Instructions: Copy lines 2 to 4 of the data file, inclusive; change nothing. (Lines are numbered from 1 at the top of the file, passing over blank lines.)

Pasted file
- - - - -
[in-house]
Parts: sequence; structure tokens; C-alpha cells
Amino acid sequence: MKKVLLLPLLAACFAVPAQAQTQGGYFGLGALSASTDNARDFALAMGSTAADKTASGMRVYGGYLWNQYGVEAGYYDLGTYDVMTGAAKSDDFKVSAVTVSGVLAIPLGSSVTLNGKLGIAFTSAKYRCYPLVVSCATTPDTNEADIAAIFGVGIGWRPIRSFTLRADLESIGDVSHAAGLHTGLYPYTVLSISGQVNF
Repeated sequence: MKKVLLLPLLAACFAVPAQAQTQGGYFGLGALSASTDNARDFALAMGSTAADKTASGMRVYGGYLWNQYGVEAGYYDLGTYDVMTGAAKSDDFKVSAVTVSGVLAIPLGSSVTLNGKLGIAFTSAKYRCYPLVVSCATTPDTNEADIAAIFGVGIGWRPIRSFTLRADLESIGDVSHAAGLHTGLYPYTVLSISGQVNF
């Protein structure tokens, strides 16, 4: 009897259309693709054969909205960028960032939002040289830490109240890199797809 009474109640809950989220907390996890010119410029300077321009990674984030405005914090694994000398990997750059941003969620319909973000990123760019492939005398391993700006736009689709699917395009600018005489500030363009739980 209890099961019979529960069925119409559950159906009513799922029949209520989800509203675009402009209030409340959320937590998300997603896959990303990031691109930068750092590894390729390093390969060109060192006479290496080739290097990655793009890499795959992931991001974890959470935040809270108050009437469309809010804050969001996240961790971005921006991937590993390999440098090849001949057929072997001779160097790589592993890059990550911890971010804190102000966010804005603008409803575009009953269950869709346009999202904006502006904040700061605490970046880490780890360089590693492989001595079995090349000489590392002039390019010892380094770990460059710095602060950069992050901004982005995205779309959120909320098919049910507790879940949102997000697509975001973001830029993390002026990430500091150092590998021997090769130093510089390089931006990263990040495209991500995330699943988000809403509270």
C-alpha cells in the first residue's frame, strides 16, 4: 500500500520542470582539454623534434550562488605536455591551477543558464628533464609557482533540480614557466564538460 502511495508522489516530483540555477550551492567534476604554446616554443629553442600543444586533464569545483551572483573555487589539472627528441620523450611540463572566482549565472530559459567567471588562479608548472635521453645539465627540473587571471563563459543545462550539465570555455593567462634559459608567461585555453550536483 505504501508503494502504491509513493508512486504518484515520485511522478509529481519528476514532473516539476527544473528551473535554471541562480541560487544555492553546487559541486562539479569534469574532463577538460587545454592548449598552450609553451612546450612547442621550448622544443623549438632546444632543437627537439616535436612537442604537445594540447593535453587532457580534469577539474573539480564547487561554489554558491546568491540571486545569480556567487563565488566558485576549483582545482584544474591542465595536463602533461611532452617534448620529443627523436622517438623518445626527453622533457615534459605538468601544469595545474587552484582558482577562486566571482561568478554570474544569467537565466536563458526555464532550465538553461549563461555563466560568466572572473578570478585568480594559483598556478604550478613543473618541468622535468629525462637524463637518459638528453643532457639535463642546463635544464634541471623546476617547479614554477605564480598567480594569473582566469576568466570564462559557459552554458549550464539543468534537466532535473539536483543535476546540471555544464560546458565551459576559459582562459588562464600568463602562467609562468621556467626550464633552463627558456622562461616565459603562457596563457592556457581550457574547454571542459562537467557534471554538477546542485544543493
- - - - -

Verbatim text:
Parts: sequence; structure tokens; C-alpha cells
Amino acid sequence: MKKVLLLPLLAACFAVPAQAQTQGGYFGLGALSASTDNARDFALAMGSTAADKTASGMRVYGGYLWNQYGVEAGYYDLGTYDVMTGAAKSDDFKVSAVTVSGVLAIPLGSSVTLNGKLGIAFTSAKYRCYPLVVSCATTPDTNEADIAAIFGVGIGWRPIRSFTLRADLESIGDVSHAAGLHTGLYPYTVLSISGQVNF
Repeated sequence: MKKVLLLPLLAACFAVPAQAQTQGGYFGLGALSASTDNARDFALAMGSTAADKTASGMRVYGGYLWNQYGVEAGYYDLGTYDVMTGAAKSDDFKVSAVTVSGVLAIPLGSSVTLNGKLGIAFTSAKYRCYPLVVSCATTPDTNEADIAAIFGVGIGWRPIRSFTLRADLESIGDVSHAAGLHTGLYPYTVLSISGQVNF